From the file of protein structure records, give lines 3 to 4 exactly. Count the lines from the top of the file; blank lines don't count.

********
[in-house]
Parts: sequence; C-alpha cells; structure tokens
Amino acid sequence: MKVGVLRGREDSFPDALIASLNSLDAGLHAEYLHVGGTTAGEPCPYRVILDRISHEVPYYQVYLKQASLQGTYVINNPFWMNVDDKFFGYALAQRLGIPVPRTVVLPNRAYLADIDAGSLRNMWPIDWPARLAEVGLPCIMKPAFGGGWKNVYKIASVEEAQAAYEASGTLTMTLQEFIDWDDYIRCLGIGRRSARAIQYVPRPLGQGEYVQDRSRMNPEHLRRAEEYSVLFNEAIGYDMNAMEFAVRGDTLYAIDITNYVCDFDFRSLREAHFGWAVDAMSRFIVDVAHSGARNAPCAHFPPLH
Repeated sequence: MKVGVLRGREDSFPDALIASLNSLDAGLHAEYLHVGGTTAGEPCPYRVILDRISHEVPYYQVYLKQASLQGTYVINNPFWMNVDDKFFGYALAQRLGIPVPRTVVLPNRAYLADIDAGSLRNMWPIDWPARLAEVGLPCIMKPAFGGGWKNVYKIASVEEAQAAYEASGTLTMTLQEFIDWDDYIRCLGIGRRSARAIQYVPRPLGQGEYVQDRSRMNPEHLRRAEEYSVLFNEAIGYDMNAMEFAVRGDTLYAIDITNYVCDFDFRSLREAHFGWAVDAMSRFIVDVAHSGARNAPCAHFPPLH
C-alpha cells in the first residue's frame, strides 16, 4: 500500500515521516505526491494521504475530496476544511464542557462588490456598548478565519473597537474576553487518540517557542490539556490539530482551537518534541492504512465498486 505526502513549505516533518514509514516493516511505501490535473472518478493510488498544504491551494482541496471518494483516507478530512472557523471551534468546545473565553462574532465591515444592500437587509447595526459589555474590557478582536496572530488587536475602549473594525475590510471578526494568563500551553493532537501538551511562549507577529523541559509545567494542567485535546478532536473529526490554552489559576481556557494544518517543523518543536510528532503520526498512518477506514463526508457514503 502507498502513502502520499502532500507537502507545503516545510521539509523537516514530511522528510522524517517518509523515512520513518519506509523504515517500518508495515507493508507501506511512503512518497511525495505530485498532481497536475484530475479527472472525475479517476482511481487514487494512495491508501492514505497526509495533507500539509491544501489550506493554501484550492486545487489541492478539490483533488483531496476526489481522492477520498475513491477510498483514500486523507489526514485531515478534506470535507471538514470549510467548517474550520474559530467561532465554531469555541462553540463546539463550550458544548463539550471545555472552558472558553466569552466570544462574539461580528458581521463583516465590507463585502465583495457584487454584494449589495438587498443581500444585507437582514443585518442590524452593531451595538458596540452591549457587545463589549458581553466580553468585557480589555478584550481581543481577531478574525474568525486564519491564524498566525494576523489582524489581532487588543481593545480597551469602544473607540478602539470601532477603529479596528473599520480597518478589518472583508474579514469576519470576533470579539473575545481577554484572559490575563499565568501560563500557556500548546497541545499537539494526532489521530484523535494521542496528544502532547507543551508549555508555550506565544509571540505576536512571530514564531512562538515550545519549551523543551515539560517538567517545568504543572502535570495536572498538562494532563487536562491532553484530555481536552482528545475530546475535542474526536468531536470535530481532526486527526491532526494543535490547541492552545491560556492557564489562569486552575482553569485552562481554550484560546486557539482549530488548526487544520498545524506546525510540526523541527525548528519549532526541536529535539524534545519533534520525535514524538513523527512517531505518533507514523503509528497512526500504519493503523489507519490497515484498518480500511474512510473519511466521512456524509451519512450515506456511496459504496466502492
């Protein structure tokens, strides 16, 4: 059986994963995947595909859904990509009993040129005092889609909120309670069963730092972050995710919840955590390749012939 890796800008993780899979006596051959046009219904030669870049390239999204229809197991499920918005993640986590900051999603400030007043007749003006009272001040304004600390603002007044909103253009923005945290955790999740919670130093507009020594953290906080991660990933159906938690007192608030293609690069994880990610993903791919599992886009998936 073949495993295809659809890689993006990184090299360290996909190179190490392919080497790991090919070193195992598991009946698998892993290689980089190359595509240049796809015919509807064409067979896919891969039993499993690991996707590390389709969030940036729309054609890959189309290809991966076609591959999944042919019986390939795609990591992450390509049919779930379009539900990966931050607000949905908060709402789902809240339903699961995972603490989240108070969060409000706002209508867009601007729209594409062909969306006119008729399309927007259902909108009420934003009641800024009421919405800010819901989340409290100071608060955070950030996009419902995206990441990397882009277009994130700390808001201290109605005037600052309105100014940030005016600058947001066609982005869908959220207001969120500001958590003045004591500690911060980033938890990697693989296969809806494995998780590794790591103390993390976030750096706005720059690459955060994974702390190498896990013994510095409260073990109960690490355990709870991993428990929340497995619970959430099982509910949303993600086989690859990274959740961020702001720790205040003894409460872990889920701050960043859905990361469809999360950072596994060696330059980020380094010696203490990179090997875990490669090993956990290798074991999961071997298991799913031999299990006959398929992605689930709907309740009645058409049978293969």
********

Amino acid sequence: MKVGVLRGREDSFPDALIASLNSLDAGLHAEYLHVGGTTAGEPCPYRVILDRISHEVPYYQVYLKQASLQGTYVINNPFWMNVDDKFFGYALAQRLGIPVPRTVVLPNRAYLADIDAGSLRNMWPIDWPARLAEVGLPCIMKPAFGGGWKNVYKIASVEEAQAAYEASGTLTMTLQEFIDWDDYIRCLGIGRRSARAIQYVPRPLGQGEYVQDRSRMNPEHLRRAEEYSVLFNEAIGYDMNAMEFAVRGDTLYAIDITNYVCDFDFRSLREAHFGWAVDAMSRFIVDVAHSGARNAPCAHFPPLH
Repeated sequence: MKVGVLRGREDSFPDALIASLNSLDAGLHAEYLHVGGTTAGEPCPYRVILDRISHEVPYYQVYLKQASLQGTYVINNPFWMNVDDKFFGYALAQRLGIPVPRTVVLPNRAYLADIDAGSLRNMWPIDWPARLAEVGLPCIMKPAFGGGWKNVYKIASVEEAQAAYEASGTLTMTLQEFIDWDDYIRCLGIGRRSARAIQYVPRPLGQGEYVQDRSRMNPEHLRRAEEYSVLFNEAIGYDMNAMEFAVRGDTLYAIDITNYVCDFDFRSLREAHFGWAVDAMSRFIVDVAHSGARNAPCAHFPPLH